CHARLOTTE, N.C. – Note to PGA of America chief championships officer Kerry Haigh: If you don’t want the 2017 PGA Championship to be a carbon copy of the ’12 PGA at Kiawah Island, start digging now.
But then the way Rory McIlroy played on Saturday at Quail Hollow Club, which is pegged to host the ’17 PGA, there’s probably not enough real estate in North Carolina to keep the Northern Irishman from dismantling the tree-lined layout in two years.
Not with the world No. 1 averaging 309 yards off the tee and hitting more than half (24 of 42) of Quail Hollow’s fairways. Not with an iron game that ranks first this week in approach-shot distance. Not with a putter that is fifth in strokes gained-putting.
McIlroy blazed his way to a course-record 61 Saturday, clipping the previous mark set by ... well, McIlroy, at the 2010 Wells Fargo Championship. But on a hot and humid day his performance was more reminiscent of that 2012 masterpiece at Kiawah Island, where he won by eight strokes.
“On No. 16 he hits it over that whole bunker, with a little draw into the wind,” marveled Will MacKenzie, who was paired with McIlroy in Round 3. “It’s 320 [yards] and he just blew it by ... I mean, come on.”
It’s not often Tour types allow themselves to be in awe of a fellow frat brother, but such was the level of McIlroy’s brilliance.
As he brushed past reporters gathered to talk with McIlroy, Brendan Steele was congratulated for a solid round of his own (68). “Thanks,” he smiled. “Not bad for normal people.”
When McIlroy is executing like he did Saturday, he’s not normal and more times than not he’s not catchable.
McIlroy put on a familiar show in 2010, when he began the final round at the Wells Fargo Championship four strokes off the lead but played the final nine holes in 30, including the infamous “Green Mile” in 3 under par, for his lowest career round as a professional (62) and a four-stroke victory.
That was McIlroy’s first PGA Tour victory, a milestone that even at 26 years old he still revisits. Since then he’s added nine more Tour titles, four majors and countless pounds of muscle, and ascended to No. 1 in the Official World Golf Ranking.
He’s also gotten better. Better at driving the golf ball, as evidenced by his display Saturday, better around the greens and, most importantly, better at controlling his emotions.
“Mentally I’m so much better,” said McIlroy, who moved to 18 under and four strokes clear of hometown favorite Webb Simpson with his record round. “My mindset or my demeanor doesn’t change no matter what situation I’m in in a tournament or on the golf course.
Unlike Tiger Woods, whose improvement over the years came via well-defined eureka moments, McIlroy’s progress has been much more subtle, almost subdued.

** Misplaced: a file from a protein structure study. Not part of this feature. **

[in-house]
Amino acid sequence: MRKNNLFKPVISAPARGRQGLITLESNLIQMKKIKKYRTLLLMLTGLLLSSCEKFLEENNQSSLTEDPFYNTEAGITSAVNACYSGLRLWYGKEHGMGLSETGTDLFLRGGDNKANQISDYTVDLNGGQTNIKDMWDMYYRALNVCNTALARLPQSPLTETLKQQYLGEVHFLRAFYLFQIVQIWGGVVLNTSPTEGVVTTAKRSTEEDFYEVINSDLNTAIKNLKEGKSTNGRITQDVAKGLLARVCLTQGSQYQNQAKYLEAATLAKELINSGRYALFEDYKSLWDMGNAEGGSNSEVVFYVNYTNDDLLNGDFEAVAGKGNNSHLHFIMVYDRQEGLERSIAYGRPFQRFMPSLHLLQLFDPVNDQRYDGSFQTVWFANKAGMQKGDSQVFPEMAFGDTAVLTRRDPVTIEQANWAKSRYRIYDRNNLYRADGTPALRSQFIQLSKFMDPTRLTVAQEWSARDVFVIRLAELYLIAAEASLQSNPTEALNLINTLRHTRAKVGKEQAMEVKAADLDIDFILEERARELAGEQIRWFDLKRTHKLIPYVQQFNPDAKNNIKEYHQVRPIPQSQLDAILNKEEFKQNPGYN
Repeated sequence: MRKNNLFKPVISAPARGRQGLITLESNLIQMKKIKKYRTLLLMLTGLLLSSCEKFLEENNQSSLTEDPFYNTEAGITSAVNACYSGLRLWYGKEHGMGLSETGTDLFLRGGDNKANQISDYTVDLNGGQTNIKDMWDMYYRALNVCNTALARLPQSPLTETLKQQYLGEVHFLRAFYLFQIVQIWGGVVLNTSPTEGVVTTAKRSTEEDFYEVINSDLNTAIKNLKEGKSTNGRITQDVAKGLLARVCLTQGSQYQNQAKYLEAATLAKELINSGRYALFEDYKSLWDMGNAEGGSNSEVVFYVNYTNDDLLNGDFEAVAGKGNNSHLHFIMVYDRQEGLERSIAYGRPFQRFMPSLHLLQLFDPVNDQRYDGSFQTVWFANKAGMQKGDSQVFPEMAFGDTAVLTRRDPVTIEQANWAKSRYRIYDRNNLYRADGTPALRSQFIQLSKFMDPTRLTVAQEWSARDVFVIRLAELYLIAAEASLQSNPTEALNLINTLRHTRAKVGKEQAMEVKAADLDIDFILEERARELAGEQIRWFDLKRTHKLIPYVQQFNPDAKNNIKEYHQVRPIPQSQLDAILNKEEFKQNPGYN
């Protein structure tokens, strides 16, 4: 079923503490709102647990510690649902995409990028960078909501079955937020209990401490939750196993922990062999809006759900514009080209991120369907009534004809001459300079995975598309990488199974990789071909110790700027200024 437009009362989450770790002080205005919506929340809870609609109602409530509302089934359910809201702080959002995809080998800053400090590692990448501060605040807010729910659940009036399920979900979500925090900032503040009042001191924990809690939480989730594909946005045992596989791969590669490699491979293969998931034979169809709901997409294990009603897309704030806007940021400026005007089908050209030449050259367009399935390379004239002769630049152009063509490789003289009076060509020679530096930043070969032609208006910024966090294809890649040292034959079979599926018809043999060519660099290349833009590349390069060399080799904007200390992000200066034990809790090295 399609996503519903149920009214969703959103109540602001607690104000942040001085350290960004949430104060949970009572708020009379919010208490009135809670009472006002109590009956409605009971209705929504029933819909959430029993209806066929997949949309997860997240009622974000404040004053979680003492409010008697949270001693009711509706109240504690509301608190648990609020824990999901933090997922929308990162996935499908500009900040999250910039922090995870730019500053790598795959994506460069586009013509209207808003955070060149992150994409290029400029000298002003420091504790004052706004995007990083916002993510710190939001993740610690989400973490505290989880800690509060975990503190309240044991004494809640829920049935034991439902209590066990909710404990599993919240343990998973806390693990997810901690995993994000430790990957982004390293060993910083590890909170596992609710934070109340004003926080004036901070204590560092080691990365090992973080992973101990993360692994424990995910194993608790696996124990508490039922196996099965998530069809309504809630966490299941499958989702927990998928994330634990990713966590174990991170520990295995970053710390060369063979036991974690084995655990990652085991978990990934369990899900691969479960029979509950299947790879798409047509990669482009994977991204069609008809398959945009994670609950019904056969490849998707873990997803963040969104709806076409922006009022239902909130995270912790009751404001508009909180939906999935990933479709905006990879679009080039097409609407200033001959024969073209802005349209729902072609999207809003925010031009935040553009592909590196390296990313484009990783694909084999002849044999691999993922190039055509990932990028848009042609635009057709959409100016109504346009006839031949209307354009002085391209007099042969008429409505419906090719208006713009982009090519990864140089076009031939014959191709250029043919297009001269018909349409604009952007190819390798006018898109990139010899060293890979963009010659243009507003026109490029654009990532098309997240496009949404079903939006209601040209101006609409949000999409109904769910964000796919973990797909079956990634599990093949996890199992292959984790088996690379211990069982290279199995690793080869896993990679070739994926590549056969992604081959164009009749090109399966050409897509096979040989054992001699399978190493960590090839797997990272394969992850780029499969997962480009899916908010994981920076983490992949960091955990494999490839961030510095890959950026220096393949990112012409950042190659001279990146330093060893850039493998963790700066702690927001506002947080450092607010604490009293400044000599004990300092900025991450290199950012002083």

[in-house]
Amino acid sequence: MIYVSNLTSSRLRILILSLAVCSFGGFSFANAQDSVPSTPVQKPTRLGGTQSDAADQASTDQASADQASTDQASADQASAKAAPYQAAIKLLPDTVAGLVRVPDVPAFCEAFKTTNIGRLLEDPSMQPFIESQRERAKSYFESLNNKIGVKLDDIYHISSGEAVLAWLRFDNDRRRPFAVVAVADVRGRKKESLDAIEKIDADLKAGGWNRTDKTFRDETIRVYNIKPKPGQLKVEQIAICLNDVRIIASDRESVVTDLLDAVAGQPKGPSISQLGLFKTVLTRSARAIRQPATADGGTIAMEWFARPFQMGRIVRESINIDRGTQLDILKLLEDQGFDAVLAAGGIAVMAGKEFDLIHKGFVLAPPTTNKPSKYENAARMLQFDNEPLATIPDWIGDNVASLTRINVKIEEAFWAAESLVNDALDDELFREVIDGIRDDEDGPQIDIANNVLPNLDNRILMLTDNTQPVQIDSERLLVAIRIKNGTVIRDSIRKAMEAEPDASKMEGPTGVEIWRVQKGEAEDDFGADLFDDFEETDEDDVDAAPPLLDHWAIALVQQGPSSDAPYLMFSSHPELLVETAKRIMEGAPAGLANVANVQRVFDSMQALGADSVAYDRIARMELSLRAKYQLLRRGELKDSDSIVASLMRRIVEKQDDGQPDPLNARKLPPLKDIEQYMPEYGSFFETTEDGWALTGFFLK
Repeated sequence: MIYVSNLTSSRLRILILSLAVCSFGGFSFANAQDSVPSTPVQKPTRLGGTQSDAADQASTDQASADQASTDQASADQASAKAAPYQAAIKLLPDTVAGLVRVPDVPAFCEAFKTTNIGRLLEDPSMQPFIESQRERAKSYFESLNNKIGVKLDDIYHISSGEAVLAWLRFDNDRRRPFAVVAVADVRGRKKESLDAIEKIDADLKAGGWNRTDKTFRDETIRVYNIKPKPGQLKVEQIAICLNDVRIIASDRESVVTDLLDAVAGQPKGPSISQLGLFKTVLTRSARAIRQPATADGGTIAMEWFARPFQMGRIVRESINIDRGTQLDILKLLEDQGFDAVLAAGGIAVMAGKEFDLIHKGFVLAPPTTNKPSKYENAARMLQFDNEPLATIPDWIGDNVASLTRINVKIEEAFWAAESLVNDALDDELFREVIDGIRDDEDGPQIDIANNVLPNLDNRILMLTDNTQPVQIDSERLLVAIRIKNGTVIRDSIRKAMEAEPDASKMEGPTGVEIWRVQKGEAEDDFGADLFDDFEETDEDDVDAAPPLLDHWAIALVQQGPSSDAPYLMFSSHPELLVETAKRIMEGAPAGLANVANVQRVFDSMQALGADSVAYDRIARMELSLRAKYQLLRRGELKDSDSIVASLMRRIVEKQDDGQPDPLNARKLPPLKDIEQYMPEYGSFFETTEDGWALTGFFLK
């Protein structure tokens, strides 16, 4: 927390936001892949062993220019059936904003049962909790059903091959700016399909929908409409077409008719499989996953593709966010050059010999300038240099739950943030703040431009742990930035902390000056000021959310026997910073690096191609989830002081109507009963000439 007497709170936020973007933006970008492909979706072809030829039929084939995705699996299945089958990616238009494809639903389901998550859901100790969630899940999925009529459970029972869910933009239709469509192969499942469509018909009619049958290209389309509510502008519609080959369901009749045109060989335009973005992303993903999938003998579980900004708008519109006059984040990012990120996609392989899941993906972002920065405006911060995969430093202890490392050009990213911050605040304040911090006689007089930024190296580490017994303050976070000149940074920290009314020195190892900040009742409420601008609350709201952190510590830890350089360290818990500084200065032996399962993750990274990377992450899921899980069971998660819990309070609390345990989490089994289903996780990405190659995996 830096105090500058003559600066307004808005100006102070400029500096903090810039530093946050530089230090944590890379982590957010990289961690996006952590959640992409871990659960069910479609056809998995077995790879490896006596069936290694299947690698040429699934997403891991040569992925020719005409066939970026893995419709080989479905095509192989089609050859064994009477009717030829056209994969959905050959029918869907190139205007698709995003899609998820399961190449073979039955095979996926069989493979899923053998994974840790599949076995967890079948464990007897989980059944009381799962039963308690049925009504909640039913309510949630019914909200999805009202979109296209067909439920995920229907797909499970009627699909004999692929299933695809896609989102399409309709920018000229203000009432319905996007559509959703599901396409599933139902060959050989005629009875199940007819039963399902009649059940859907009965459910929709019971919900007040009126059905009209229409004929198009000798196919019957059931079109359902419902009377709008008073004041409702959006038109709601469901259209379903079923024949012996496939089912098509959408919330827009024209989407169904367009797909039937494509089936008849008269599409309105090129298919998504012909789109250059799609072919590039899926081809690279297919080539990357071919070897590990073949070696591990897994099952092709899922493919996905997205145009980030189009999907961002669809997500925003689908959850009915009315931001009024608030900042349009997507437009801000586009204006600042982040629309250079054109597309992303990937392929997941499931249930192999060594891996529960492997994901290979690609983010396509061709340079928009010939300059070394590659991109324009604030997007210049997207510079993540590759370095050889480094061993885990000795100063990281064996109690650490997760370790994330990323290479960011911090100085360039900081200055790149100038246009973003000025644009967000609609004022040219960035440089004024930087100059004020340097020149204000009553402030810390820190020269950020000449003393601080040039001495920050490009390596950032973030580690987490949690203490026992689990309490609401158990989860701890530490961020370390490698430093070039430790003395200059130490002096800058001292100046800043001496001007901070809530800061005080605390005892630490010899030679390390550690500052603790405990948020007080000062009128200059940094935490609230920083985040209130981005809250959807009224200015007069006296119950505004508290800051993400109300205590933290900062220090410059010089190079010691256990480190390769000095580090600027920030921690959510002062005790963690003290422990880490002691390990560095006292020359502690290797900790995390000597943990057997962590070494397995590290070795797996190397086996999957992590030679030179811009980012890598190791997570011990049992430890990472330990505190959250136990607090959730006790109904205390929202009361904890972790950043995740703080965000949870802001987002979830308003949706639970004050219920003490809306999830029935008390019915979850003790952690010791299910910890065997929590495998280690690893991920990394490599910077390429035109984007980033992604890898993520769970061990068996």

While his swing has remained largely unchanged since that 2010 victory at Quail Hollow, he’s become more consistent even during events when things aren’t exactly falling in the proper order, like two weeks ago at the WGC-Cadillac Match Play when his putting, by his own admission, was less than spectacular.
But when all the tools are in place he has another gear, an extra level of proficiency that he can apply to make the game look amazingly easy. Days like Round 3 at the Wells Fargo Championship when the next-best score was 65 and he beat the field average by more than 10 strokes.
While McIlroy’s Saturday will likely be the highlight from this year’s event at Quail Hollow, it may have been a Friday 70 when things weren’t going his way that paved the way to victory.
It’s a long view McIlroy has come by honestly.
“Five years of being out here, competing, winning majors, losing majors, patience is the thing that really is the difference between who I am now and who I was five years ago,” he said.
For MacKenzie, who joined the Tour in 2005 and has seen Woods at his best, when Rory is firing on all cylinders he’s Tiger-esque.
“Tiger was the man; Rory is up there,” MacKenzie said. “He’s like Tiger to me. Jordan [Spieth] is up there, so is Rickie [Fowler], but when this guy hits it you can tell the difference. He is so much more physically gifted.”
Although McIlroy was reluctant to look too far ahead even with a substantial lead and the 54-hole scoring record, he did allow a moment of competitive leeway when asked about the possibility of playing for another PGA title two years from now at Quail Hollow.
“It will be nice that a major is coming here in a couple year’s time,” he said with coy smile.
As for Haigh, he’s officially on the clock to find a way to Rory-proof Quail Hollow. Otherwise, he may make the club’s “Green Mile” look like a stroll in the park and the 2017 PGA a sequel to that historic ’12 championship.